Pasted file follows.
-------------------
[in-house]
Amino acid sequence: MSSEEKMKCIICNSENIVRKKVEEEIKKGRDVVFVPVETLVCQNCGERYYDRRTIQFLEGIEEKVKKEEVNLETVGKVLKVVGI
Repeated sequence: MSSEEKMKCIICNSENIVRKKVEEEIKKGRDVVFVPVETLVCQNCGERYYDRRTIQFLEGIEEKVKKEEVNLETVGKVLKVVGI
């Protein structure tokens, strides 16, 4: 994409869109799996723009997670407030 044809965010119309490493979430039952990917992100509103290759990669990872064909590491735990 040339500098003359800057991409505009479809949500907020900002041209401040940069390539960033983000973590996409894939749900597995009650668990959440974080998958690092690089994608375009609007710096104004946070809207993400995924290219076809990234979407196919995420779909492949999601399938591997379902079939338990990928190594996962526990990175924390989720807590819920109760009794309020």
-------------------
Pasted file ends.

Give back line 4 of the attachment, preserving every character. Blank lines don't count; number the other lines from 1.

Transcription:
């Protein structure tokens, strides 16, 4: 994409869109799996723009997670407030 044809965010119309490493979430039952990917992100509103290759990669990872064909590491735990 040339500098003359800057991409505009479809949500907020900002041209401040940069390539960033983000973590996409894939749900597995009650668990959440974080998958690092690089994608375009609007710096104004946070809207993400995924290219076809990234979407196919995420779909492949999601399938591997379902079939338990990928190594996962526990990175924390989720807590819920109760009794309020």